Although the KM-values for MUNANA are increased about equally for both the I223R and H275Y single mutants, the change in oseltamivir inhibitor constant for the H275Y mutant relative to wild type, is approximately 10 times greater than for the I223R mutant (Table 1). This may explain why the H275Y change may be the more likely resistance change in oseltamivir monotherapy and of course, to date, the H275Y mutation is the most frequently detected oseltamivir resistance mutation.

The active site of the H1N1 pandemic neuraminidase has an open conformation

Crystals of wild type and mutant neuraminidases were grown in the absence or presence of the oseltamivir and zanamivir neuraminidase inhibitors. The crystals yielded high-resolution diffraction data and the structures were solved by molecular replacement and refined by standard procedures (Table 2.) The first striking feature from these data is that the 150-loop in the ligand-free I223R NA adopts an open conformation, as seen in the first reported N1 structure [24], but in contrast to the closed conformation of this loop seen in the recently reported crystal structure of the 2009 pandemic A/H1N1 NA (Figure 1A) [25]. Recent NMR experiments likely clarify the apparent discrepancy in these different studies by showing that the 150-loop is flexible and that an equilibrium between the open and closed conformations exists in solution [26]. Inspection of our current structure shows that a phosphate ion, from the crystallization buffer, interacts with lysine 150 to stabilize the open conformation. We speculate that the different crystallization conditions used in the previous pandemic N1 study led to the stabilization of the closed form [25]. The exact function of the open 150-loop in group-1 neuraminidases is unknown, but opening and closing of the loop may have evolved for natural sialo-glycan substrates to fit into the active site. The open conformation of the 150-loop (residues 148–151) generates an additional cavity at the edge of the active site that we have previously called the 150-cavity (Figure 1A), which we have suggested to be an additional target site for neuraminidase inhibitor design [24], [27].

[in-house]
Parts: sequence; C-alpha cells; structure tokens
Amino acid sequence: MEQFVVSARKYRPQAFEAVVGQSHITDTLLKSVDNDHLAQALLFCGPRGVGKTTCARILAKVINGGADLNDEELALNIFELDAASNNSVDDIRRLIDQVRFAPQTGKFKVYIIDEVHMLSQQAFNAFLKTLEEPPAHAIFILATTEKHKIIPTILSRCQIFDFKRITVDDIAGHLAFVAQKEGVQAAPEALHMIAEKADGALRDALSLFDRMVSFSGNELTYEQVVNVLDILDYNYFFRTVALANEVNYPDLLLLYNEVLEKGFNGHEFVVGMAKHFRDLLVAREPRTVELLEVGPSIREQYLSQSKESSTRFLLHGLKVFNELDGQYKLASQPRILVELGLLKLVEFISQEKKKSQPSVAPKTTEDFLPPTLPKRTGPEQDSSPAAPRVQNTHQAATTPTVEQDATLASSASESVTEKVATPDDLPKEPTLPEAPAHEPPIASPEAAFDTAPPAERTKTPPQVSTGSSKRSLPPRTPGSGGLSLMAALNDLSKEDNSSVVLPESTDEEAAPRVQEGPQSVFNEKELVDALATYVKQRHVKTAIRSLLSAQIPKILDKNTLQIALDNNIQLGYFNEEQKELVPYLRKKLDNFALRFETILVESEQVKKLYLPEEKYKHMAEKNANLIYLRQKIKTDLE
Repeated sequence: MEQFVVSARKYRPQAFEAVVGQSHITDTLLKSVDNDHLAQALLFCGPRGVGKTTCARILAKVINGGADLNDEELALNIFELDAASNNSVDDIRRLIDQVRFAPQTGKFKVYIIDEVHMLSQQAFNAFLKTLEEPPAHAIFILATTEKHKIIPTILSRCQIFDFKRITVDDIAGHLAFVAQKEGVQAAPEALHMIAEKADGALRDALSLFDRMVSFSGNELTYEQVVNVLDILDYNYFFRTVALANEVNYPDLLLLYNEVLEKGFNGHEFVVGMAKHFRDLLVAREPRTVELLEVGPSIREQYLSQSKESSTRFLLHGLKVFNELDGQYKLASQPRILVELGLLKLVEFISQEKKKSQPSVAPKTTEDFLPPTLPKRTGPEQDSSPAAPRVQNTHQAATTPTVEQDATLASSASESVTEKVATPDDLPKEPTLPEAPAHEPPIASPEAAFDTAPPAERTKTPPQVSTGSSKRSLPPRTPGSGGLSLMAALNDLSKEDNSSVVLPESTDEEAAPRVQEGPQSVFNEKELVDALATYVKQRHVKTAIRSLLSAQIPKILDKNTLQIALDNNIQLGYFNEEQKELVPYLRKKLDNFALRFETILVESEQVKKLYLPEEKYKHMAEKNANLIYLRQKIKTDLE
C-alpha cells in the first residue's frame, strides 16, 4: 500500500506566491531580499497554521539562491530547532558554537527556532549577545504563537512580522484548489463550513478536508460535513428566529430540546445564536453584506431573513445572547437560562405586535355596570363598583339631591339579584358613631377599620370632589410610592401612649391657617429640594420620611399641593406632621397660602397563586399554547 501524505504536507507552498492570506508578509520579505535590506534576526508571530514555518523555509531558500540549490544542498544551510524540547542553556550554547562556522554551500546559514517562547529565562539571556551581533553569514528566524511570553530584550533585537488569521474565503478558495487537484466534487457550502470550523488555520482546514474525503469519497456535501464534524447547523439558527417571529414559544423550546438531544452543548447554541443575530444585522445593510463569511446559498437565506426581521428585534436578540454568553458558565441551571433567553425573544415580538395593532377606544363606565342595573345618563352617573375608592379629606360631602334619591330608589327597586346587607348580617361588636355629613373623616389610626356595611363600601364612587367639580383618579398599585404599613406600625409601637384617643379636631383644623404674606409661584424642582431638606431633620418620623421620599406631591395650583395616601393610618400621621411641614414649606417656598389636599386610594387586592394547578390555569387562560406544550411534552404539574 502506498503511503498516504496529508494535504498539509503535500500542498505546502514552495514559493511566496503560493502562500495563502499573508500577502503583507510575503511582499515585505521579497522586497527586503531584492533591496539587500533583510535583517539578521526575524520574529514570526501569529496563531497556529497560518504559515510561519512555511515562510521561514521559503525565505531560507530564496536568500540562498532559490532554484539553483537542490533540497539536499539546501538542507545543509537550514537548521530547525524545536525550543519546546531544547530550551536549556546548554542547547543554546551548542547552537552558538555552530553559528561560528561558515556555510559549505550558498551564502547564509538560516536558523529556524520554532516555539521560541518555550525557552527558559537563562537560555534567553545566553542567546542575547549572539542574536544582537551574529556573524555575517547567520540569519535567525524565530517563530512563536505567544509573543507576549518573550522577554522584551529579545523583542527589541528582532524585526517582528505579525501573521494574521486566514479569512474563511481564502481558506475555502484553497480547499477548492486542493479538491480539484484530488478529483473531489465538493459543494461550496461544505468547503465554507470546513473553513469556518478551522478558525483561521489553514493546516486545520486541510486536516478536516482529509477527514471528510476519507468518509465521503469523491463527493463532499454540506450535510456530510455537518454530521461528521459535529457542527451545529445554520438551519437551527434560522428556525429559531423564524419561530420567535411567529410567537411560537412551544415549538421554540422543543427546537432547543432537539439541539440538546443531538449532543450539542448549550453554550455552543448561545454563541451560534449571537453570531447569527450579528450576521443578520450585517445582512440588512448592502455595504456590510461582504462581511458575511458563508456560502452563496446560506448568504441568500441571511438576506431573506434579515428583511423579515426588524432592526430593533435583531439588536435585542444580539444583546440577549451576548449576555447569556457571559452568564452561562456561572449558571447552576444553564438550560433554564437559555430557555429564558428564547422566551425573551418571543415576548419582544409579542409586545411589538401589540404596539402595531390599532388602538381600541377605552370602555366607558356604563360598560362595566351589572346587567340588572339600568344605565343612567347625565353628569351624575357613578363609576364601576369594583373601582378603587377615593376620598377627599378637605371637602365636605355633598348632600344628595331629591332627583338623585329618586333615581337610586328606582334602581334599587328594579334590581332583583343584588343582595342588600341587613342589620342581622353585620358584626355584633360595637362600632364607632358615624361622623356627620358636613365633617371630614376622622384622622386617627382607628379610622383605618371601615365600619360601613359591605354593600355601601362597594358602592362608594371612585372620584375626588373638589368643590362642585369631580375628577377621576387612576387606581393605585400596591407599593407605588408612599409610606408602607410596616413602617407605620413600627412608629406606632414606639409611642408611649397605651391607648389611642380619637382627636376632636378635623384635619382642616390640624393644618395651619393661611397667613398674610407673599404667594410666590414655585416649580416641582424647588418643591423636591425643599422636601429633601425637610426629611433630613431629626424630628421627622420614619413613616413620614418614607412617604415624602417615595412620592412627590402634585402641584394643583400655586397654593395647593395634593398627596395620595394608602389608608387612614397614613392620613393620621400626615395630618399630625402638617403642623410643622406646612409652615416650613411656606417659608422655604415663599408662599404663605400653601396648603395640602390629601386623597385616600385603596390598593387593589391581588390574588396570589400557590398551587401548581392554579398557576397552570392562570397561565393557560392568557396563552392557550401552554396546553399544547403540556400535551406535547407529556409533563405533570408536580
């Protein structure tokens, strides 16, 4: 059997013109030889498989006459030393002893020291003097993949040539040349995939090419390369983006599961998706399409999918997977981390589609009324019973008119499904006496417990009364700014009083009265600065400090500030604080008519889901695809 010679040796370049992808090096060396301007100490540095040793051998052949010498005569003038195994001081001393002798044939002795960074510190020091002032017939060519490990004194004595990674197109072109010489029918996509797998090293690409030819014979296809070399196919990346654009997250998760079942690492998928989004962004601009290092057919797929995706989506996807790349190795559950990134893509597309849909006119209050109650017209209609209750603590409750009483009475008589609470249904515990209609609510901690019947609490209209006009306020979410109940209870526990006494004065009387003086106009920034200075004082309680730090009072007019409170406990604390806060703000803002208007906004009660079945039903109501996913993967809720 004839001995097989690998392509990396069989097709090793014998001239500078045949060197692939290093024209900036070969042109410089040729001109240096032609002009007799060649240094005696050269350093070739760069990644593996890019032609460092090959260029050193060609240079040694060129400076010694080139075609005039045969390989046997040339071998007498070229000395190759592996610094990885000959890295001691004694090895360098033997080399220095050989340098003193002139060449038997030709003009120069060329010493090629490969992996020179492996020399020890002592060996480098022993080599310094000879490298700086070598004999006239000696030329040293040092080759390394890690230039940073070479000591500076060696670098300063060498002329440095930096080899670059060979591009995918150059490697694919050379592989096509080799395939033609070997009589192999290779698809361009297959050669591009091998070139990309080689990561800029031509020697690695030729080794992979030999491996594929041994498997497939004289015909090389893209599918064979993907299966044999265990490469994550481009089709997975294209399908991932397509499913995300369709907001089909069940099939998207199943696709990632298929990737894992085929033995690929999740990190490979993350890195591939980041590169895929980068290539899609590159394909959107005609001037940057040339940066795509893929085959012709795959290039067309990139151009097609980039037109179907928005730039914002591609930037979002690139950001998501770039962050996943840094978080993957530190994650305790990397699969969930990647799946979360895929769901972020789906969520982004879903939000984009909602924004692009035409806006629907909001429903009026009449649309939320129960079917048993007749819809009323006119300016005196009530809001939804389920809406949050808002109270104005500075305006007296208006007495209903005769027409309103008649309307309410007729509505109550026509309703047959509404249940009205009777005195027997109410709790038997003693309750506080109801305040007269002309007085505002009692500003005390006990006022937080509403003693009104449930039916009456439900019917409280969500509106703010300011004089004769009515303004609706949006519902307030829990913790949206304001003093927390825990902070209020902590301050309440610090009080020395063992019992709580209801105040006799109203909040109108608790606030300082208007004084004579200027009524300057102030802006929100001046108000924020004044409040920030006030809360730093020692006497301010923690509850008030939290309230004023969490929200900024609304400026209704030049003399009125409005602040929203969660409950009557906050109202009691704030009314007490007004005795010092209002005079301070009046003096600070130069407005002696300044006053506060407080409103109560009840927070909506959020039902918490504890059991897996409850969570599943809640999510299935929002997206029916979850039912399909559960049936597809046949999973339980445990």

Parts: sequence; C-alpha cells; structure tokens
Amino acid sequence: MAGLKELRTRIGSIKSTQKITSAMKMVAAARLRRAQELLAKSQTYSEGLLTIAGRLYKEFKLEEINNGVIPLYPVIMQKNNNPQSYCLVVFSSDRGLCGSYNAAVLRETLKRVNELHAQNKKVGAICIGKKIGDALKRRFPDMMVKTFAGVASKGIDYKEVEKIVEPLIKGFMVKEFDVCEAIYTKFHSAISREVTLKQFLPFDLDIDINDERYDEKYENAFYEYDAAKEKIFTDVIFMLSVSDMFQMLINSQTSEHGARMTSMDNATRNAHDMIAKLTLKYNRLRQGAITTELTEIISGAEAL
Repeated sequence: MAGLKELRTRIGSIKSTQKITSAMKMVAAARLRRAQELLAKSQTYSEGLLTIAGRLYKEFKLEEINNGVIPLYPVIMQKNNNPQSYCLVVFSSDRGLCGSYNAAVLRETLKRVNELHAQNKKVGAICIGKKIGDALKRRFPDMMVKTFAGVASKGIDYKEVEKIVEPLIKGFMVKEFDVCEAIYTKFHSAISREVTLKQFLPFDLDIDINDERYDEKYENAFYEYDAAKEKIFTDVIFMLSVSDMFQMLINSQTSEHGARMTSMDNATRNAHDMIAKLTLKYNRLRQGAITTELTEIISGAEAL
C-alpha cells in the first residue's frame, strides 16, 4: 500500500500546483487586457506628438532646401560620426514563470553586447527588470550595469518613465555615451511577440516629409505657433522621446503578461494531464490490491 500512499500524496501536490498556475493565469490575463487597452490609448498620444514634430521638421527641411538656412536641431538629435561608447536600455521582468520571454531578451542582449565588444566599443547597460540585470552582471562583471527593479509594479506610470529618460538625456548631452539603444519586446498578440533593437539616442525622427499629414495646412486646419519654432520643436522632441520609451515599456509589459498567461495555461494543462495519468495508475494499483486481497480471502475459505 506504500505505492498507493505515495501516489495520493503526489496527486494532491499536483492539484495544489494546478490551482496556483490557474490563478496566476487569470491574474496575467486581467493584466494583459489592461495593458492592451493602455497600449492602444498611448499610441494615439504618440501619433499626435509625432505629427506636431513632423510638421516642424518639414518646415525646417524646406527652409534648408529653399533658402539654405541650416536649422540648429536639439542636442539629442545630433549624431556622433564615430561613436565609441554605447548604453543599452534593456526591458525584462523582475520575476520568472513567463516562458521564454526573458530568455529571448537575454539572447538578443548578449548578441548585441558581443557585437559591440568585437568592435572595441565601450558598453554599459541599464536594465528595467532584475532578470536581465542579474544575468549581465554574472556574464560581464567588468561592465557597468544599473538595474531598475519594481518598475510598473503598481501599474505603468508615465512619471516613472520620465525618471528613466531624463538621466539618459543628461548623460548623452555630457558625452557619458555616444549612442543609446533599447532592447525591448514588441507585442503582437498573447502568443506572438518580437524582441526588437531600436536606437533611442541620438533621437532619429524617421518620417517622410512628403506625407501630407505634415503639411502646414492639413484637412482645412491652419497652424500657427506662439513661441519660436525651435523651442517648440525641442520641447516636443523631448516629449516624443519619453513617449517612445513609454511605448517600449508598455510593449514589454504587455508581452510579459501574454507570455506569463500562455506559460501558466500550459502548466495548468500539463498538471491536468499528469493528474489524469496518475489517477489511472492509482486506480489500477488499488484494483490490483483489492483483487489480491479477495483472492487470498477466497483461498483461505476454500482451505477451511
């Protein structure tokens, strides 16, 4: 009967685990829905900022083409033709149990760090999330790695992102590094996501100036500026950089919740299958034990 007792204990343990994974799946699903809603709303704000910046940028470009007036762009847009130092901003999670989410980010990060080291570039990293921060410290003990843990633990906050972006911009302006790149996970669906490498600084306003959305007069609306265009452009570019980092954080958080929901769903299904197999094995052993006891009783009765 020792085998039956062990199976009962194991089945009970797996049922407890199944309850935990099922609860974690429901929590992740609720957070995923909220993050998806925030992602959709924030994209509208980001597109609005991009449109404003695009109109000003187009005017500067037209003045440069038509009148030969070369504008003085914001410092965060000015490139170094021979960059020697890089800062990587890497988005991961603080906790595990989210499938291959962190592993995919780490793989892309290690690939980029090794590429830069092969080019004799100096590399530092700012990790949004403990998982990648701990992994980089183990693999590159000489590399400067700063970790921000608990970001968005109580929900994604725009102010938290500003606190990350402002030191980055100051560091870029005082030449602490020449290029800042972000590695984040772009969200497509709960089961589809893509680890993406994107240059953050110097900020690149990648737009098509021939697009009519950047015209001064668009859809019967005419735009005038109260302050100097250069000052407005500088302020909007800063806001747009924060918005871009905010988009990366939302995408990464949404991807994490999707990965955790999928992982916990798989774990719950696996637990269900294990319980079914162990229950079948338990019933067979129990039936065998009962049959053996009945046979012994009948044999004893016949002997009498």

Figure 1. Crystal structures of H1N1 2009 pandemic neuraminidase reveal the open conformational state of its active site.